Simplification in a satisfiability checker for VLSI applications
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INSTEP is a satisfiability checker designed for the original purpose of solving a specific target set of problems in the formal verification of VLSI circuits. These are real-world problems concerning a sequential circuit that is part of a commercial chip manufactured by Texas Instruments. The program has succeeded in solving these problems, which require satisfiability checking for combinational representations containing up to around 10 000 variables and a graphical representation of around 17 000 nodes. It has also been successfully applied to a number of standard benchmark problems in combinational circuit verification. Results on these benchmarks are overall competitive with those for the widely used method based onbinary decision diagrams, and for the first time demonstrate the solution in polynomial time of certain benchmarks involving combinational multipliers.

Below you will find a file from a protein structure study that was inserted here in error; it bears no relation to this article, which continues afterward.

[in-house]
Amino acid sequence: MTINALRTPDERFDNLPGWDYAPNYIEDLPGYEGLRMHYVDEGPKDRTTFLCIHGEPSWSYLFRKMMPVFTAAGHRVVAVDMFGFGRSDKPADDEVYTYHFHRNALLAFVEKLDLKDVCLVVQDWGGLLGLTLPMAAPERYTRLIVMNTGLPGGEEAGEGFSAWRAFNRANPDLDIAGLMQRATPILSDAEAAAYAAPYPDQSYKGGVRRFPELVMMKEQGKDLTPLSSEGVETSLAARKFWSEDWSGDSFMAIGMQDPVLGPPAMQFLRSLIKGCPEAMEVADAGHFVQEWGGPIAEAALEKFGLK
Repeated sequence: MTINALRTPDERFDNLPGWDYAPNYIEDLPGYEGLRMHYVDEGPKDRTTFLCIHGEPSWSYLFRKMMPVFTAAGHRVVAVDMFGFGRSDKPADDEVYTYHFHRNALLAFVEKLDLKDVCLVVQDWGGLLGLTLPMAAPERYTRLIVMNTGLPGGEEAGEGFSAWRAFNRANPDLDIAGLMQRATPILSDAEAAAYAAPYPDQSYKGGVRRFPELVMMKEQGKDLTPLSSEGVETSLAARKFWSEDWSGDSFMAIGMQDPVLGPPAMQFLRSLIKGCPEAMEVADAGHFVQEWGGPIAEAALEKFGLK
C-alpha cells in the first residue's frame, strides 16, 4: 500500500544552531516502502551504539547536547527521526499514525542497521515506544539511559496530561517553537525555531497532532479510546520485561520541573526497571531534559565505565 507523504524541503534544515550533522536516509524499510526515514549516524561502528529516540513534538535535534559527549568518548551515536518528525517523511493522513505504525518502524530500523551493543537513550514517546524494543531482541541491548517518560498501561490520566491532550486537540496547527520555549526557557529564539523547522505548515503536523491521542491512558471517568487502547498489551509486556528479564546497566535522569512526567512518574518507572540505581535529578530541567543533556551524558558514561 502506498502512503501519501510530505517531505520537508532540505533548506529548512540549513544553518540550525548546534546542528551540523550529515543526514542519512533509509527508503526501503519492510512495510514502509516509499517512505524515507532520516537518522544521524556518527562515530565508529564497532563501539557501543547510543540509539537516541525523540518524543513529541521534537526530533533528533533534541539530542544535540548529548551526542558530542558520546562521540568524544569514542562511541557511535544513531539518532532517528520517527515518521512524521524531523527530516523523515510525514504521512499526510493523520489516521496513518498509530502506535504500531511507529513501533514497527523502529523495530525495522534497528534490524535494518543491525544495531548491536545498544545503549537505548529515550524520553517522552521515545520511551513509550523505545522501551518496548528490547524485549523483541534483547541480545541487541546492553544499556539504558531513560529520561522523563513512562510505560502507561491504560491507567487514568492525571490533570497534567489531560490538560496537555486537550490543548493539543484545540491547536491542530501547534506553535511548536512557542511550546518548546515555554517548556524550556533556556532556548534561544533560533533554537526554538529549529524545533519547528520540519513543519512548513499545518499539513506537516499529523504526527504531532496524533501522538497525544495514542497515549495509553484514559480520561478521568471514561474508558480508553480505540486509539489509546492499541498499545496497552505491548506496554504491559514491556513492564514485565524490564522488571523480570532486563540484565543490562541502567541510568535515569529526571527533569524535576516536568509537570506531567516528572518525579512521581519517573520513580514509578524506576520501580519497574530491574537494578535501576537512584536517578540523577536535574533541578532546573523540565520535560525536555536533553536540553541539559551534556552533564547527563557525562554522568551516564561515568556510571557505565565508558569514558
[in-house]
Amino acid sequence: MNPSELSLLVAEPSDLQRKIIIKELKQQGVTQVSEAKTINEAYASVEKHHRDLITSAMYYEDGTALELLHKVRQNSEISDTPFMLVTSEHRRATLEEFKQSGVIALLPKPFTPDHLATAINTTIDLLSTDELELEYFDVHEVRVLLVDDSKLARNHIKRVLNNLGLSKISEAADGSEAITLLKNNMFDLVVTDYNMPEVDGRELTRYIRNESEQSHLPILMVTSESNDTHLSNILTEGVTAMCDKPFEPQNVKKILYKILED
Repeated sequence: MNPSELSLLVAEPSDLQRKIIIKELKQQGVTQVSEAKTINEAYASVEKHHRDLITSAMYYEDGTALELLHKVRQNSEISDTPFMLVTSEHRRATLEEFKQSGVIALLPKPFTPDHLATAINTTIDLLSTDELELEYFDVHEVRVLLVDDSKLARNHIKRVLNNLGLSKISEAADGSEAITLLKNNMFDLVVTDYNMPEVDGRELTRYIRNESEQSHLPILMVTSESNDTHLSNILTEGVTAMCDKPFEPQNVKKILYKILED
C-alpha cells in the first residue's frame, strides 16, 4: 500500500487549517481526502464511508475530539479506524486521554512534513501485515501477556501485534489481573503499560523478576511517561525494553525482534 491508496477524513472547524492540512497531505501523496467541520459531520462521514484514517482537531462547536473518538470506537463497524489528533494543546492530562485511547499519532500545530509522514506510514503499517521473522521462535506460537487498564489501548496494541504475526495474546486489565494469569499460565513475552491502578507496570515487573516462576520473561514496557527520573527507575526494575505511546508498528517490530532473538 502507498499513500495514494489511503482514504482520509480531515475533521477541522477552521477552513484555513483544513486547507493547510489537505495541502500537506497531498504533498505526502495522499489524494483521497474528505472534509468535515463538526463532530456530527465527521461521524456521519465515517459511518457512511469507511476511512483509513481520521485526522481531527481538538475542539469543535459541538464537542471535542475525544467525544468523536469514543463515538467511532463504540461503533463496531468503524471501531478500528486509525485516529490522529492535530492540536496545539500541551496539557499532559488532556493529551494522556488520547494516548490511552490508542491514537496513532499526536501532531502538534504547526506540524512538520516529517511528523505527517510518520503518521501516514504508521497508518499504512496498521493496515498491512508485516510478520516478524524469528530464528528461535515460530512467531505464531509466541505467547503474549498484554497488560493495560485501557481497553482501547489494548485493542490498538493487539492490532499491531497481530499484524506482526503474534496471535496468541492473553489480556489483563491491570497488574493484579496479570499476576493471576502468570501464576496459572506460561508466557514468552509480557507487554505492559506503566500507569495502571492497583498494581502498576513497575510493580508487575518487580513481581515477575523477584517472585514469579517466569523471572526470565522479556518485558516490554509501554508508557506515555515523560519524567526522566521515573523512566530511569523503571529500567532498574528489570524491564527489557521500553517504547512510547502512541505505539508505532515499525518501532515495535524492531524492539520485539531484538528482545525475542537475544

A central part of the INSTEP algorthim is simplification. Most simplifications that take place in previous tautology checkers consist of the replacement of a formula by a shorter formula that is logically equivalent. Most simplifications in INSTEP replace a formula by another formula which isnot logically equivalent, but such that satisfiability is nevertheless preserved. These new simplifications depend on the pattern of occurrence of one or more variables and particularly on theirpolarity.
The simplifications used by INSTEP rest on several new theorems in an area of propositional calculus (or Boolean algebra) which is crucial to the general theory of effective simplification of propositional formulas. The primary purpose of the present paper is to demonstrate these theorems and explain the simplifications that depend on them.
For the present paper we have tried INSTEP on the well-known pigeonhole problem. So far as we know INSTEP is the first implemented program to produce proofs of polynomial length for pigeonhole problems. It also produces these proofs in polynomial time.
Key wordsHardware verification satisfiability checker pigeonhole problem
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